(Malacca, Saturday): The 2001 Budget presented by the Finance Minister, Tun Daim Zainuddin in Parliament yesterday has been hailed as a budget to usher Malaysia into the K-economy with the central role to be played by the information and communications technologies (ICT).
What is sad is that the Finance Minister has missed the truism that there can be no successful K-economy if there is no K-governance.
The Parliament homepage is the living advertisement why Malaysia cannot successfully transform into a K-economy without K-government and K-Parliament, involving a full change of IT-mindset and culture at all levels of society, from the highest leadership down to the men and women in the street.
From 1996 top 1999, I had repeatedly spoken in Parliament about the important role that must be played by Parliament if Malaysia is to take the quantum leap into an information society, but all the suggestions and criticisms had fallen on deaf ears and the Parliamentary homepage today remains as "dinosaurian" as ever, despite the vast sums of money being spent every year for the vote on the parliamentary homepage. I just wonder where all these monies have really gone to and a full public audit and accountability may throw light on why all the talk about ICT and even money spent on ICT are not necessarily conducive to the establishment of an K-economy.
In actual fact, Daim’s budget speech yesterday was another classic example that all talk and money spent on ICT need not necessarily produce a K-economy. Daim opened his two-hour budget presentation on "Achievements in the Pre-Crisis Period Towards Vision 2020", referring in particular to various megaprojects like the Kuala Lumpur International Airport (KLIA) "to rival any airport in the world".
It is now clear that the KLIA has no "rival" in the world - as the most expensive and least used international airport in the world.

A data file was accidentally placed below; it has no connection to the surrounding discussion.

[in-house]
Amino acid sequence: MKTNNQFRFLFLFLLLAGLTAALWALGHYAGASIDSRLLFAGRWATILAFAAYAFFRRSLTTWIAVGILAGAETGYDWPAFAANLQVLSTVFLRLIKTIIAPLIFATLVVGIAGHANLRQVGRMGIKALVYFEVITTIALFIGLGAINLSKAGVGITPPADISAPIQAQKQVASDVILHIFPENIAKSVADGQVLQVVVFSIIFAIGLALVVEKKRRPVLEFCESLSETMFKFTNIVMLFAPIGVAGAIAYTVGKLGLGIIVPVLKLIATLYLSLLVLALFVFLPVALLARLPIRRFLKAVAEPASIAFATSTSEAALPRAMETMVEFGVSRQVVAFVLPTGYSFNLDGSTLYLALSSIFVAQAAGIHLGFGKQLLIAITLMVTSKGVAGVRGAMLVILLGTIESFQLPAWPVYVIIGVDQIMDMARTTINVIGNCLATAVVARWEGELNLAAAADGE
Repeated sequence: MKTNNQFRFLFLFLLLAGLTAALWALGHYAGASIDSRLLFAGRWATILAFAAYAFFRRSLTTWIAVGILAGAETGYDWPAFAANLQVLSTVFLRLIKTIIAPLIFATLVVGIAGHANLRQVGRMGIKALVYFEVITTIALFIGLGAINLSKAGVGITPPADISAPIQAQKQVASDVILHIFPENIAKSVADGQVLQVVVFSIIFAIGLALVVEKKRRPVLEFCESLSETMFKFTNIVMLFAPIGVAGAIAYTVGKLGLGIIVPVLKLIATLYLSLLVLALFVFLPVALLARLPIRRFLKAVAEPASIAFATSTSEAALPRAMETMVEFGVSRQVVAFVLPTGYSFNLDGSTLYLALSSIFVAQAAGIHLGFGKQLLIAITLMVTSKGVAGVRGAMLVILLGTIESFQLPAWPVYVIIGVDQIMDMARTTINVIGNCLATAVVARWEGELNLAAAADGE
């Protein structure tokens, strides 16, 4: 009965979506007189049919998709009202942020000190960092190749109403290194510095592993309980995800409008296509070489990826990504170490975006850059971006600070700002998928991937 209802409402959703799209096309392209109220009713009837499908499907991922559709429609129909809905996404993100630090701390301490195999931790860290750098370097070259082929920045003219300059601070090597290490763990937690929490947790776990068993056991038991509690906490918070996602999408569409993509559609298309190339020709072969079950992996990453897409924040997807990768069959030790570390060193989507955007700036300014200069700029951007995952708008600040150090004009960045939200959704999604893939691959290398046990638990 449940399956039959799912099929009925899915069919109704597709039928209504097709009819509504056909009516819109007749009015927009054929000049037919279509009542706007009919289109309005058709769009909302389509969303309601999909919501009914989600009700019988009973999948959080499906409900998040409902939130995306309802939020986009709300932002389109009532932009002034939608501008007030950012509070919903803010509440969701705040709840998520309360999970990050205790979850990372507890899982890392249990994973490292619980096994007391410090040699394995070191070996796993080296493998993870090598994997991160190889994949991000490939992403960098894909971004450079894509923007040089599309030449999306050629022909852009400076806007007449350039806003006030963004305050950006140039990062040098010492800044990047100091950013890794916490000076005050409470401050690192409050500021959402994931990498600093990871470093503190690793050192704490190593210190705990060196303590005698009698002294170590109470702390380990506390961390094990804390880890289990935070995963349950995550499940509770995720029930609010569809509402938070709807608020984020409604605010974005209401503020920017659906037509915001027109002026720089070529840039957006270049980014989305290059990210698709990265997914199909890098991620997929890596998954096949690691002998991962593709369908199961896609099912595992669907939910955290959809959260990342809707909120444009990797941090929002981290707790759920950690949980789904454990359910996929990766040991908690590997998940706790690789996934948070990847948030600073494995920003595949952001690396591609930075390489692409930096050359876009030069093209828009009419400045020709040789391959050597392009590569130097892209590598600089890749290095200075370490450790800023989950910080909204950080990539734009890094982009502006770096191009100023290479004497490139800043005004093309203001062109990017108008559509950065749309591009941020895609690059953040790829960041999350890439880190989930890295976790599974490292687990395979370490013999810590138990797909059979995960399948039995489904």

Coincidentally, the latest issue of Asiaweek came online yesterday with an article on the KLIA, under the heading "Malaysia's (Not So) International Airport - This is One White Elephant That May Not Fly" by Assif Shameen, which is the worst possible advertisement not only for the KLIA but also for Malaysia’s ICT ambitions.
Referring to "Malaysian Prime Minister Dr. Mahathir Mohamed's strategy in the pre-Crisis era" where "Tens of billions of dollars were spent on prestige projects, from highways to skyscrapers to gleaming shopping malls", Assif wrote:
"While Malaysia's billion-dollar 88-storeyed landmark Petronas Tower (60% occupied at last count) doesn't quite look like a white elephant, even though it is nearly half empty and may never provide its owners a decent return on their investment, the US$2.6 billion Kuala Lumpur International Airport or KLIA is now decidedly starting to look like one, though.
"Built an hour and half drive away from the Malaysian capital in what was once a palm oil plantation near Sepang, KLIA has never taken off since it opened over two and half years ago.
"Two weeks ago, British Airways suspended all services to and from KLIA. BA's decision to pull out of the airport follows similar decisions by Australia's Qantas and Ansett Airlines and Germany's Lufthansa over the past two years.